Angiogenesis is a constant hallmark of multiple myeloma (MM) progression and has prognostic potential. It is induced by plasma cells via angiogenic factors with the transition from monoclonal gammopathy of undetermined significance (MGUS) to MM, and probably with loss of angiostatic activity on the part of MGUS. Soluble angiogenic factors are elevated in the bone marrow and peripheral blood samples form MM patients. The pathophysiology of MM-induced angiogenesis involves both direct production of angiogenic cytokines by plasma cells and their induction within the bone marrow microenvironment cells. The latter are secreted by stromal cells and promote plasma cell growth, survival and migration, as well as paracrine cytokine secretion and angiogenesis in the bone marrow milieu. More recently, a direct involvement of bone marrow macrophages and mast cells in vasculogenic mimicry has been demonstrated, thus contributing together with circulating endothelial cells and endothelial precursor cells (EPCs) to the MM neovascularization. Finally, controversial data are available concerning the correlation between angiogenesis and disease stage and prognosis.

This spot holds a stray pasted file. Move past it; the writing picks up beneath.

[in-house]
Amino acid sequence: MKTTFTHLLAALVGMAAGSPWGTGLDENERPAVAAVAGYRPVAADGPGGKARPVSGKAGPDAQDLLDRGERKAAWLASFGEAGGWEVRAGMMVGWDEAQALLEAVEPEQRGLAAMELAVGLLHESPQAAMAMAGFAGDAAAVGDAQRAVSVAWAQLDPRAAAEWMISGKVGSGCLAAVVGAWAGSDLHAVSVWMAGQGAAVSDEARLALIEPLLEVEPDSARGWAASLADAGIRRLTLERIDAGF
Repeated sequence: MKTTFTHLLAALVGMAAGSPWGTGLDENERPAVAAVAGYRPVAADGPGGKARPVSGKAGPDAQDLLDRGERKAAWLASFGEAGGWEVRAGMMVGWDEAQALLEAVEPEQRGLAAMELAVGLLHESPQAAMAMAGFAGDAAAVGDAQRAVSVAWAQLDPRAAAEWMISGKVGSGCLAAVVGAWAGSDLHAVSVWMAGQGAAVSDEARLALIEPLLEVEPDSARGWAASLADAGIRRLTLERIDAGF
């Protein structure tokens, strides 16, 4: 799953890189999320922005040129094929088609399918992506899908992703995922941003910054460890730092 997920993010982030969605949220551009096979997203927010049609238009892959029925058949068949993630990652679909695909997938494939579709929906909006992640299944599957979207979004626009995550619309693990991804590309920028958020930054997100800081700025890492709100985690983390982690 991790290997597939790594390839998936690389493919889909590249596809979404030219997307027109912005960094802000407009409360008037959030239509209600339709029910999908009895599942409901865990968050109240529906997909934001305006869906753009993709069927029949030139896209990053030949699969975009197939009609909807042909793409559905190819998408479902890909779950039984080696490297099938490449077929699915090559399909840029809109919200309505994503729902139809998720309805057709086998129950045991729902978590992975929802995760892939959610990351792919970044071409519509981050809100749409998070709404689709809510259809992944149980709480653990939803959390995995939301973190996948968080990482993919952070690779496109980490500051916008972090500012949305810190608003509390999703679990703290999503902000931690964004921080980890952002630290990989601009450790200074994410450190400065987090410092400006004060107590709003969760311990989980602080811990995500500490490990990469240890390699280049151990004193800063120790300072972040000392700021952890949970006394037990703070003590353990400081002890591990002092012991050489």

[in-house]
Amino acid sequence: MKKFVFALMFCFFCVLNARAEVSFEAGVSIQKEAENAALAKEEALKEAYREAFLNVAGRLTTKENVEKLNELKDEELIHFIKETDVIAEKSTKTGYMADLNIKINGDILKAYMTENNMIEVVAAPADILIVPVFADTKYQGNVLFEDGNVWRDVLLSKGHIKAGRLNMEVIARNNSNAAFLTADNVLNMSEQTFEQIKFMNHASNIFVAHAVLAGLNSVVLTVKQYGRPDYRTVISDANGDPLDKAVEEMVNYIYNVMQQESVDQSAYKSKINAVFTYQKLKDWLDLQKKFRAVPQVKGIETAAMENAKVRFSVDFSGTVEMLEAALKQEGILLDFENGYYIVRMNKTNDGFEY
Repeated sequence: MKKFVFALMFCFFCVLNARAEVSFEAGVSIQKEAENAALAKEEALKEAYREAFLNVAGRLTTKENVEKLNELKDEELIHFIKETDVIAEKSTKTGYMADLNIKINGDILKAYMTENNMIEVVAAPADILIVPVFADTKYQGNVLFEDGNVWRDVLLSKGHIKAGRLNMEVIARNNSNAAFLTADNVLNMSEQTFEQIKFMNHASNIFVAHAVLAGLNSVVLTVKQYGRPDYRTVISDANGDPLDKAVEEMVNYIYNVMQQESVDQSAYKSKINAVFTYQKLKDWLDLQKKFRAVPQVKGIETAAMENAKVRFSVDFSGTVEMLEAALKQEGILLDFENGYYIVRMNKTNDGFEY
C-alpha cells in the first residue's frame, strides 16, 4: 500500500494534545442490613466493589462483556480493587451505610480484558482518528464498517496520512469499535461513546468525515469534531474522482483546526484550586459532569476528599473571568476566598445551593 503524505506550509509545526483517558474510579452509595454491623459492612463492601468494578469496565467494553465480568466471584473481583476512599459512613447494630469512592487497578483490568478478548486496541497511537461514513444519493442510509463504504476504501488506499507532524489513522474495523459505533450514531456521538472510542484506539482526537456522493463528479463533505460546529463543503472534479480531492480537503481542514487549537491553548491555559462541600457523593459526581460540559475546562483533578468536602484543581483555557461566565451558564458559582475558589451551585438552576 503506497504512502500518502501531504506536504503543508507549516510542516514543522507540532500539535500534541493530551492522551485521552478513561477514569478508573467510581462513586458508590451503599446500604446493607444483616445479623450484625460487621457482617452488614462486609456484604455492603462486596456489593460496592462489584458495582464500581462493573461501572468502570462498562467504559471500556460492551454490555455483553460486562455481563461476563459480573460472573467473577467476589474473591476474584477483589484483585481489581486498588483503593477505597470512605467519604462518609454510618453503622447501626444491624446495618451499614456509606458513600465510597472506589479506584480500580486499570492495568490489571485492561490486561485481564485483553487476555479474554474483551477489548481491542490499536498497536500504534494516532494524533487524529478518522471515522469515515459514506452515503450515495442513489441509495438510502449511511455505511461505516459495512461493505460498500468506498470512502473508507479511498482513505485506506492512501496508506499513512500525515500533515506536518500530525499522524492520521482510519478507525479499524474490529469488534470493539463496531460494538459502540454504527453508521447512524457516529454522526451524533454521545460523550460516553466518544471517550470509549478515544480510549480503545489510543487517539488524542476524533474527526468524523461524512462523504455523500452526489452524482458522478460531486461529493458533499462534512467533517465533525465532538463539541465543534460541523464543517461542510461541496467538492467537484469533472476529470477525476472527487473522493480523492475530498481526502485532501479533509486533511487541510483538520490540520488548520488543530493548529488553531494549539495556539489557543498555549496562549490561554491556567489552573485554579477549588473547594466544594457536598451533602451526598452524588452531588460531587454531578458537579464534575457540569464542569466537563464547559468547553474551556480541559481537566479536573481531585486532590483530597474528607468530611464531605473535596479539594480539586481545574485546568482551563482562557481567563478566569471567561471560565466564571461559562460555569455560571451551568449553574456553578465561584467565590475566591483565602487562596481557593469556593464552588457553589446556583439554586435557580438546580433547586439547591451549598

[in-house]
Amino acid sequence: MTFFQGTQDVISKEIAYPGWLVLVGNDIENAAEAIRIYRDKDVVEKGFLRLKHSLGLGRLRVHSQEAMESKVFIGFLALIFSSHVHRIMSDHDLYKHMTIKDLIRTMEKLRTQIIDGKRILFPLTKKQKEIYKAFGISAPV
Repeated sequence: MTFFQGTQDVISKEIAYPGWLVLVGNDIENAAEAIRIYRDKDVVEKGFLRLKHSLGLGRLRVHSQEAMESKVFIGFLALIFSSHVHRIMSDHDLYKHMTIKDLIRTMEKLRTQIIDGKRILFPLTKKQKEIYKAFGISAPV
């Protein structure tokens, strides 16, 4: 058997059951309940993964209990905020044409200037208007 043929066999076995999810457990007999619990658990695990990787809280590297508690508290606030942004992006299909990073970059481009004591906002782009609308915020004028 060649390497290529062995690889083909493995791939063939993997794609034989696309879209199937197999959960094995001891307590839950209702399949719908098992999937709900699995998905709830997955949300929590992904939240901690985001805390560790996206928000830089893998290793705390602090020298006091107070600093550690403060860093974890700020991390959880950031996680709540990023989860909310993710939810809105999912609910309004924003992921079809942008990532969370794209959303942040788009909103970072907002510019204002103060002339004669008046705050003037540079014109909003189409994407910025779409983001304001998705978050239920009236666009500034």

- Bone marrow endothelial cells
- Circulating endothelial cells
- Endothelial precursor cells
- Mast cells
- Vascular mimicry
ASJC Scopus subject areas